Pathogens are a major cause of water quality impairment in the United States. In the Northeast, pathogens have negative impacts on human health and shellfish products. Fecal coliform often indicates the presence of pathogens and is the most commonly used indicator. Monitoring data assists in understanding the spatial and temporal distribution of fecal coliform.
This study focuses on the fecal contamination in water. E. coli and enterococcus are indicators to assess fecal contaminations. E. coli is used in freshwater systems, while enterococcus is used in saline water. To understand the fate of fecal coliform, we collected samples across various land use and climatic conditions. Samples were processed in the UNH Jackson Estuarine Laboratory and the UNH Gregg Hall Laboratory immediately after being collected.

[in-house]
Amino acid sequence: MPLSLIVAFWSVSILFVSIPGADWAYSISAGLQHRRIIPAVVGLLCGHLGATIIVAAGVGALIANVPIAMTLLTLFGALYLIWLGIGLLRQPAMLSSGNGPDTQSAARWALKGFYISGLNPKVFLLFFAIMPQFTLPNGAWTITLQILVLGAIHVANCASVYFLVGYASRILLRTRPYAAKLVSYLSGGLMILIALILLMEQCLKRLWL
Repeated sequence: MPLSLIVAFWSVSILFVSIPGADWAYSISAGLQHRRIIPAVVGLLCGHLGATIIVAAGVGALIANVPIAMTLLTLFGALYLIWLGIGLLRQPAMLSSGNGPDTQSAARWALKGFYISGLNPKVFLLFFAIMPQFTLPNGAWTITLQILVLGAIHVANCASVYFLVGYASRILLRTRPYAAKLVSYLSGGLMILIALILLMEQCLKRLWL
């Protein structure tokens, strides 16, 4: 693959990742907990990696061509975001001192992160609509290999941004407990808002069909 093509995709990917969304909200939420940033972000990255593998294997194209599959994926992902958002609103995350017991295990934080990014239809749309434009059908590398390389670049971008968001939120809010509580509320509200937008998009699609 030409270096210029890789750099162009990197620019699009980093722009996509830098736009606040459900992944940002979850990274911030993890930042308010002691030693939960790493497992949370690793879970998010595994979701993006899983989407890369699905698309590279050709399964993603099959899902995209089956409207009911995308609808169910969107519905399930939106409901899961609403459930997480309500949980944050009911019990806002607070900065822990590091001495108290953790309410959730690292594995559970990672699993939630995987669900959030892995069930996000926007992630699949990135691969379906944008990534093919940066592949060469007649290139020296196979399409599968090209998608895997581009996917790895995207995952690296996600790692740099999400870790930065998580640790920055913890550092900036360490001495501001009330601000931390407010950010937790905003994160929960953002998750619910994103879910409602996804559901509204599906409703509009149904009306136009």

The datasets include two sites: Oyster River Watershed and Little River Watershed. Several tributaries in the Oyster River Watershed, including College Brook and Reservoir Brook, are bacteria-impaired due to intense population. Little River is also classified as a bacteria-impaired waterbody.
The Oyster River Watershed study was conducted from 6/20/15 to 6/22/15. The time period covers baseflow condition (6/20/15) and storm condition (6/21/15 and 6/22/15). Data included discharge and E. coli. E. coli was enumerated using the Colilert method.
The Little River study was conducted on 7/28/15. Data included enterococcus and E. coli. Both were processed based on the standard USGS method.